David Cameron has just carried out the first half of what is a bigger-than-expected government reshuffle. He axed 13 ministers from the Cabinet and sub-Cabinet positions; he will announce their replacements shortly. It’s an unusual approach to these things, but it’s presumably intended to get the negative stories out of the way so that his promotion of bright young things will earn unqualified applause.
Bright young things? Well, that’s how the speculation is going. All the ministers going are middle-aged white guys, so that the Tory front bench will be, in the joke of the day, no country for old men. One of them, Foreign Secretary William Hague, has been moved sideways to the important position of Leader of the House (or manager of the government’s parliamentary business). But he will leave politics at next year’s election, expected sometime between March and May. Two or three others — veteran Euro-enthusiast Ken Clarke, Universities Minister David Willetts — can be believed when they say they wanted to leave. Ken will stay in Parliament in order to campaign vigorously for Britain to stay in the European Union with the greater freedom of a backbencher. David Willetts can command a more fulfilling and lucrative career outside politics. Unless you are a senior minister, Parliament is no longer such an attractive life for ambitious politicians; it mainly rubber-stamps decisions made in Brussels.
But most of the departures are forced, and most of the old men in question are in early and vigorous middle age.
Their replacements? Some mystery surrounds the identity of the next foreign secretary. He has to be either a Big Beast of the political jungle or someone capable of becoming Big and Beastly in short order. Names floated are Defense Secretary Philip Hammond and former Defense Secretary Liam Fox — both on the Tory Right, both Euroskeptics, both defense-minded, Fox more convincingly so on all counts. The rumors make a sort of sense: Either appointment would add balance to a reshuffle that so far has leant quite sharply leftwards. Environment Secretary Owen Patterson, the Right’s strongest representative in the Cabinet, is the night’s leading casualty.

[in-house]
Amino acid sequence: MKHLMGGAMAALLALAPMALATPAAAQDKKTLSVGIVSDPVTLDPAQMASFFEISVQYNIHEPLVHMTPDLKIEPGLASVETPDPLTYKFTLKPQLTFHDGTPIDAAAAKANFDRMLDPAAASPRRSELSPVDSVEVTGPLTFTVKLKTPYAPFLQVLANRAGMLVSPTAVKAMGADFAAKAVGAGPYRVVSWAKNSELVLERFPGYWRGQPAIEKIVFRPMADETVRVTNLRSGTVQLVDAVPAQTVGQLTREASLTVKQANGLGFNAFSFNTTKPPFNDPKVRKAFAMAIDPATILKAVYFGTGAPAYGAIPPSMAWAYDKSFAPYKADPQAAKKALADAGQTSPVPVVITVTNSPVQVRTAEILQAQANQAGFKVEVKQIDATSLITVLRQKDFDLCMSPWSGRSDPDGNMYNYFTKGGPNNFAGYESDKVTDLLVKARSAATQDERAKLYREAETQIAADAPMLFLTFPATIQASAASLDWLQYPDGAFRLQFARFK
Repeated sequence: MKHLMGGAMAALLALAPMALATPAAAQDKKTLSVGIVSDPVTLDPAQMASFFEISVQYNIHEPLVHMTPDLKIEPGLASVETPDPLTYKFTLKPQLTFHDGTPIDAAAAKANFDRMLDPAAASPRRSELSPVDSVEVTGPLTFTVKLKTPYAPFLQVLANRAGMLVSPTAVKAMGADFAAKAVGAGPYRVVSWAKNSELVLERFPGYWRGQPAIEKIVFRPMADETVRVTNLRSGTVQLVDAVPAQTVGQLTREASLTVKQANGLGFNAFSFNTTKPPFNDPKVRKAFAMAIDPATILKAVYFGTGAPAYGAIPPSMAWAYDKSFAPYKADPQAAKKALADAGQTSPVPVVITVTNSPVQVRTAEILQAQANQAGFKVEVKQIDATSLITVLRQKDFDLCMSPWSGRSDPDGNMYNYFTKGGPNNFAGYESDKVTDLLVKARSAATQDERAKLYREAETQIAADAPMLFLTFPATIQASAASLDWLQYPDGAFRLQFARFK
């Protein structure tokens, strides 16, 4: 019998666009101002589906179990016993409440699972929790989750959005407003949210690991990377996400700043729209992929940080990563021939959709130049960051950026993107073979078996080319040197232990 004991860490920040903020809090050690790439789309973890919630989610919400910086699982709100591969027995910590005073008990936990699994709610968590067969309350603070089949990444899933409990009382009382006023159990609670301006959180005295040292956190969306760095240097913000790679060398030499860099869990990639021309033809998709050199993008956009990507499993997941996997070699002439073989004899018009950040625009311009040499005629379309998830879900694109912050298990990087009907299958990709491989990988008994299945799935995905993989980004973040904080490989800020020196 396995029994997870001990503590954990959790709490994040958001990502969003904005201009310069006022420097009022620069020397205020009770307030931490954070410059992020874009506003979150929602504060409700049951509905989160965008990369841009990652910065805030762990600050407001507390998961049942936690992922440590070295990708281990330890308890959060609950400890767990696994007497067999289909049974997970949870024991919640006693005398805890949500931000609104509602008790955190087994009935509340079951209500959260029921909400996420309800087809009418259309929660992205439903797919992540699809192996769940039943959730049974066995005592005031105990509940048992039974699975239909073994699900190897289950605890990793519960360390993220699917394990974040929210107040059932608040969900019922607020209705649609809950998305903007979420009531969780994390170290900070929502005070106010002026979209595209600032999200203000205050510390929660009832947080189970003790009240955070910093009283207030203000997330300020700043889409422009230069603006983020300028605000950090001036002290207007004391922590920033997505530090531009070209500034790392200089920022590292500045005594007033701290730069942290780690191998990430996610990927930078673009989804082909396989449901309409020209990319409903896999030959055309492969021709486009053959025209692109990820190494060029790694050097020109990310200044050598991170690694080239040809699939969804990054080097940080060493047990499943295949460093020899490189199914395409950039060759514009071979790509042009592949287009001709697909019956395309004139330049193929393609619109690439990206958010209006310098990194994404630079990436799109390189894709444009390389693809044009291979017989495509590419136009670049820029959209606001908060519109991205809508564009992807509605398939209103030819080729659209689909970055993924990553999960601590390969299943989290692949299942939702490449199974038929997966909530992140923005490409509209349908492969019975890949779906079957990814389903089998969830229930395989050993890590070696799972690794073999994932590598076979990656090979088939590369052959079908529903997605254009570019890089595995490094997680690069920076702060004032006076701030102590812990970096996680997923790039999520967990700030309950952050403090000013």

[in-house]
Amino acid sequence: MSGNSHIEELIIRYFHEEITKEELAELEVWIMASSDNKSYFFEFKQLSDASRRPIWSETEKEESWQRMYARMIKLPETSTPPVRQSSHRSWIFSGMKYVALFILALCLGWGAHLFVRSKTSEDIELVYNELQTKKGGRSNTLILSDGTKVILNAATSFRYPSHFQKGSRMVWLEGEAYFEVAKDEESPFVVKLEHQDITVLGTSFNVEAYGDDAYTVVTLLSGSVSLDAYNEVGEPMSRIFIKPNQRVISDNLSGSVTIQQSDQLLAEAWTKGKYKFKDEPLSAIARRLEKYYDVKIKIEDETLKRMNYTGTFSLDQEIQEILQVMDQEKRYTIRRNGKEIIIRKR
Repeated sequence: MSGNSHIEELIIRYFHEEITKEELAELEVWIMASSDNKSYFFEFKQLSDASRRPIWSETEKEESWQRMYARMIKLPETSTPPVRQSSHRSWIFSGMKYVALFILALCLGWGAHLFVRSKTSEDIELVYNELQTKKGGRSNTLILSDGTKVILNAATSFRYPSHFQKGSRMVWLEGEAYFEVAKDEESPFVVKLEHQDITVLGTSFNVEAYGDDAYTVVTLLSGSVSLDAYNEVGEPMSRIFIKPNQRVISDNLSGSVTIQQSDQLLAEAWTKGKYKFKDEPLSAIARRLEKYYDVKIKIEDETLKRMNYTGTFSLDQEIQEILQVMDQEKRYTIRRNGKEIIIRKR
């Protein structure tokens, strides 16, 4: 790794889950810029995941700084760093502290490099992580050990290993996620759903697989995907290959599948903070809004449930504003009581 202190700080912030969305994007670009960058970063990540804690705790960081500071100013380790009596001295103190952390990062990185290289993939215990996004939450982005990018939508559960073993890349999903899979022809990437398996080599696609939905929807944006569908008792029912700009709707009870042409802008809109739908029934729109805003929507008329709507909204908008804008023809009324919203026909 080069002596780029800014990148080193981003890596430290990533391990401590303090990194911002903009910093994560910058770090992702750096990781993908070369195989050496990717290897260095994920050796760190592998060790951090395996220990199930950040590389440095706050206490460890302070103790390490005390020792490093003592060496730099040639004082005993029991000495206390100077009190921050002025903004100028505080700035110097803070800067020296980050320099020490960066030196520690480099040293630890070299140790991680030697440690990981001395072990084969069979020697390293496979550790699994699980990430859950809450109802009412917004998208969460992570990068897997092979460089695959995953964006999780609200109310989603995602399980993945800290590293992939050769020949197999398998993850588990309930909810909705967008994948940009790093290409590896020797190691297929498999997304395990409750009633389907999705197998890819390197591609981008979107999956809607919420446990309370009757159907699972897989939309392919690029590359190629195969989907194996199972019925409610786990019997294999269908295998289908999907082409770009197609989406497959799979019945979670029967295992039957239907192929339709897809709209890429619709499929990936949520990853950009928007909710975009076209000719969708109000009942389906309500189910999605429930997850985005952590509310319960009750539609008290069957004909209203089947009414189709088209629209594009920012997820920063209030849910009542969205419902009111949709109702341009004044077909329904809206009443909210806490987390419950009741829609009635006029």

Otherwise, according to the smoke signals emerging from Downing Street, the main theme of the impending appointments will be the promotion of young, attractive, and female MPs so that the Tory front bench will look a little like the Fox News line-up. These promotions are apparently intended to win over women voters who currently favor Labour and to give the tired government a fresh face. But every silver lining has a cloud: Few of the fresh faces, in the very nature of things, are experienced politicians with the gravitas desirable in a government still struggling to cope with massive financial and economic problems.
After all, the electorate is not young and fresh-faced but disproportionately grey and elderly. And the Tories are disproportionately reliant on their support. Such voters — women among them — may not relish being told that government is a task for bright young things.
On other questions, such as gay marriage and immigration, Cameron has shown a peculiar genius for unintentionally conveying that he has little in common with the very voters that he will need for the electoral majority that has so far eluded him. Is the reshuffle another display of this talent?
We will know better very soon. If so, though, some of the 13 ministers shown the exit today may look fresh, lively, and even ambitious on the day after the next election. Why should politics be the sole exception to the general trend of later retirement?